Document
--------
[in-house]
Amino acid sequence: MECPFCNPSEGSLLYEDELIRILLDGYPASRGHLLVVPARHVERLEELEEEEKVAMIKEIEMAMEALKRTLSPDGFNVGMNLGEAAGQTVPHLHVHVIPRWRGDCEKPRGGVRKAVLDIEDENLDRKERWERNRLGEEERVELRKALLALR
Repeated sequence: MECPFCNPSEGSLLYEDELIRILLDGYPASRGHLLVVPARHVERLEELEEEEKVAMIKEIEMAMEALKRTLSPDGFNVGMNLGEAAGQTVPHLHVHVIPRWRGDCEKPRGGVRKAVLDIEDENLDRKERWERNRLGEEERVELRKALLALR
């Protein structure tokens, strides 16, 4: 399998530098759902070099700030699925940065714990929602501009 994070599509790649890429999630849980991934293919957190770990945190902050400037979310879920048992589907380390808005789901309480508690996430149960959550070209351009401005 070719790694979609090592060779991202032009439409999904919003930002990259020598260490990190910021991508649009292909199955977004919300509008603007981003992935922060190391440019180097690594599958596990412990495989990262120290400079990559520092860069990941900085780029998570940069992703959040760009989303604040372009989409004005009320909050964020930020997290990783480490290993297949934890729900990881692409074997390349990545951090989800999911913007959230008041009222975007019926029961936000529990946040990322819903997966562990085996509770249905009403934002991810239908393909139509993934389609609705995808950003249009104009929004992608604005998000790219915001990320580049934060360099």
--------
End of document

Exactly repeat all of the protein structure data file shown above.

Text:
[in-house]
Amino acid sequence: MECPFCNPSEGSLLYEDELIRILLDGYPASRGHLLVVPARHVERLEELEEEEKVAMIKEIEMAMEALKRTLSPDGFNVGMNLGEAAGQTVPHLHVHVIPRWRGDCEKPRGGVRKAVLDIEDENLDRKERWERNRLGEEERVELRKALLALR
Repeated sequence: MECPFCNPSEGSLLYEDELIRILLDGYPASRGHLLVVPARHVERLEELEEEEKVAMIKEIEMAMEALKRTLSPDGFNVGMNLGEAAGQTVPHLHVHVIPRWRGDCEKPRGGVRKAVLDIEDENLDRKERWERNRLGEEERVELRKALLALR
């Protein structure tokens, strides 16, 4: 399998530098759902070099700030699925940065714990929602501009 994070599509790649890429999630849980991934293919957190770990945190902050400037979310879920048992589907380390808005789901309480508690996430149960959550070209351009401005 070719790694979609090592060779991202032009439409999904919003930002990259020598260490990190910021991508649009292909199955977004919300509008603007981003992935922060190391440019180097690594599958596990412990495989990262120290400079990559520092860069990941900085780029998570940069992703959040760009989303604040372009989409004005009320909050964020930020997290990783480490290993297949934890729900990881692409074997390349990545951090989800999911913007959230008041009222975007019926029961936000529990946040990322819903997966562990085996509770249905009403934002991810239908393909139509993934389609609705995808950003249009104009929004992608604005998000790219915001990320580049934060360099």